In an interview with Targeted Oncology at the ILCA conference, Rimola, radiologist, Radiology Department, Barcelona Clinic Liver Cancer Group, University of Barcelona, explained how assessment criteria may change patterns of progression and ultimately change outcomes in patients with advanced HCC treated with nivolumab.
Jordi Rimola, MD, PhD
A combination of real-world data, clinical trial data, and radiologic imagery signals that using more precise assessment criteria may change prognoses for patients with advanced HCC. During the 2019 International Liver Cancer Association (ILCA) Annual Conference, Jordi Rimola, MD, PhD, presented his therapy on HCC heterogeneity with the use of conventional and functional radiologic imaging.
We observed that patients treated with nivolumab (Opdivo), a monoclonal antibody, have more heterogeneity in radiological response than patients treated with other drugs, Rimola stated. To better understand why this occurs, a retrospective analysis of data from 5 referral centers in Spain was conducted to review radiological responses in patients with HCC treated with nivolumab.
Separate assessments were run using RECIST 1.1, original RECIST, and immune RECIST (iRECIST). The analysis showed that some patients had intralesional heterogeneity, which causes some lesions to remain stable while others increase or decrease in size. Additionally, the investigators noticed a difference in the number of radiographic responses depending on which criteria was used. Specifically, more responses were seen when more lesions were targeted and original RECIST showed the highest number of responses.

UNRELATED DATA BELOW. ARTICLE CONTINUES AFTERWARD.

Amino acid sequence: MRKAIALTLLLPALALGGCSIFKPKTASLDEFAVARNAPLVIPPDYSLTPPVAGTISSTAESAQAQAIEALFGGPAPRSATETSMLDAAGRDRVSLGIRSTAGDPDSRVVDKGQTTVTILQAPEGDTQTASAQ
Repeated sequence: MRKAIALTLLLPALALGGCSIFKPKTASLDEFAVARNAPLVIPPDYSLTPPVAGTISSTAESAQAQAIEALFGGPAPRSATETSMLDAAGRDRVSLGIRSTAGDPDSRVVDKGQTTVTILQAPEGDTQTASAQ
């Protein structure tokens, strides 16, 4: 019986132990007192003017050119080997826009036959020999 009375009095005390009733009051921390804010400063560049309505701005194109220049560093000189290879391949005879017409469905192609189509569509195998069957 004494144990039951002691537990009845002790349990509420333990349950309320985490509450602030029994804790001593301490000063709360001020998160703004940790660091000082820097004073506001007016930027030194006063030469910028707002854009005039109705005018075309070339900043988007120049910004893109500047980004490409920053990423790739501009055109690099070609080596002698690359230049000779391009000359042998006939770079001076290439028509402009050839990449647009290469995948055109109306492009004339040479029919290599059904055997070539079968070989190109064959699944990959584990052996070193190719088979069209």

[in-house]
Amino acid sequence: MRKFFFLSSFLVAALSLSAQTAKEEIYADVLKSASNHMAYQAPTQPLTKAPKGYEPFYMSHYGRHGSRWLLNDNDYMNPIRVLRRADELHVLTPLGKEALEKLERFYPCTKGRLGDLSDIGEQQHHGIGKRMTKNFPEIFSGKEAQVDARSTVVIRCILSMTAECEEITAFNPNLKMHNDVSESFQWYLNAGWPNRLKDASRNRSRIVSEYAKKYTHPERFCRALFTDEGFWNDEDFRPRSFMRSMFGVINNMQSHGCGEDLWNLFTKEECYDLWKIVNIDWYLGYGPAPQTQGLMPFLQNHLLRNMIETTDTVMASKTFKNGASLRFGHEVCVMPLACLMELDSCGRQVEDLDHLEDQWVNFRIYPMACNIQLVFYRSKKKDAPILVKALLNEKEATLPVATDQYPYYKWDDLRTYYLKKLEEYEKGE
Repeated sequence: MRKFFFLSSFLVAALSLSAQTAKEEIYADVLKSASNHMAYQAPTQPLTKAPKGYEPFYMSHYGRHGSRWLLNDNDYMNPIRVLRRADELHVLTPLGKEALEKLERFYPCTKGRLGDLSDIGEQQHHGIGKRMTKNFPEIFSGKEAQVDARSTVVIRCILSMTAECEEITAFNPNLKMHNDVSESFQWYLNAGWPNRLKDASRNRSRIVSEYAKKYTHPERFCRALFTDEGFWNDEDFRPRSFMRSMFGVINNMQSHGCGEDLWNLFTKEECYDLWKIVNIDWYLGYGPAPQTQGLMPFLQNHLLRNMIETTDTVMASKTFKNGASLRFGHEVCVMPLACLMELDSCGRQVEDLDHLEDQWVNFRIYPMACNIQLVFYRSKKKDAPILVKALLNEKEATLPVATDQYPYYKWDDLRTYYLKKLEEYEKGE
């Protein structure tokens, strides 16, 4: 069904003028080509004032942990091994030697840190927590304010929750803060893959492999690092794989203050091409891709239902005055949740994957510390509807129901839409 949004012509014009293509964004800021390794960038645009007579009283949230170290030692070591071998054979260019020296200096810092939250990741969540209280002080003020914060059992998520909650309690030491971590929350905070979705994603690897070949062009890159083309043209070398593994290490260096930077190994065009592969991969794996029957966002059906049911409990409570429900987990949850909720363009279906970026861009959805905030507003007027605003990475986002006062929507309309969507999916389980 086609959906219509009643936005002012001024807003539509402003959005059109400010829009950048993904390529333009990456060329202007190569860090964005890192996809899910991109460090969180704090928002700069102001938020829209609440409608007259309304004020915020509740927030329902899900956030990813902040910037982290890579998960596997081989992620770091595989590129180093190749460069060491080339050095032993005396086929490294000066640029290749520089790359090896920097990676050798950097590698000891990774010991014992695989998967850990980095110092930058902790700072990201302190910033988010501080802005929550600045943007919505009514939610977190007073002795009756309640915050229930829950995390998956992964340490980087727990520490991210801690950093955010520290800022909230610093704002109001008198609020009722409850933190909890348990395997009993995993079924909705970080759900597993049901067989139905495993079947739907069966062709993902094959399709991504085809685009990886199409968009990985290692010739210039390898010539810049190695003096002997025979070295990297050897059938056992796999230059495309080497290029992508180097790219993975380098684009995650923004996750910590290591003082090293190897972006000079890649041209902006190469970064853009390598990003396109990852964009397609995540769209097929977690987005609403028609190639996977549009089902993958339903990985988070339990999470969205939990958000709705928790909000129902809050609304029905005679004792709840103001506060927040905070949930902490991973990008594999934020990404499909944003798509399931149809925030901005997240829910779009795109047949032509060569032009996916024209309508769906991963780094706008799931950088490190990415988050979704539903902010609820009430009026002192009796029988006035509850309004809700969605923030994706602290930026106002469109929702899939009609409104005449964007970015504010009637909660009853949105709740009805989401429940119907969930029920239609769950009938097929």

In an interview withTargeted Oncologyat the ILCA conference, Rimola, radiologist, Radiology Department, Barcelona Clinic Liver Cancer (BCLC) Group, University of Barcelona, explained how assessment criteria may change patterns of progression and ultimately change outcomes in patients with advanced HCC treated with nivolumab.
TARGETED ONCOLOGY:Can you discuss the rationale for your retrospective analysis?
Rimola: The rationale for conducting this study was just to review what's happening in real life in patients with advanced HCC who underwent [treatment with] nivolumab. We had the impression that the radiological assessment of these patients is more complex than with other drugs because there is a lot intra-patient heterogeneity. This heterogeneity is higher than what we can expect with other treatments, which creates additional complexity. We [suspect] that the criteria used in other treatments for advanced HCC cannot work properly in that scenario. Also, we were interested in knowing what happens after the progression. We know those progressions can occur in different patterns, such as an increasing number of lesions, an increase in lesion size, present nominal lesions, or extrahepatic spread.
From past experiences, we saw that different progression patterns may have different meanings in terms of prognosis. We want to analyze what happened here.
TARGETED ONCOLOGY: What was the method of design for your analysis?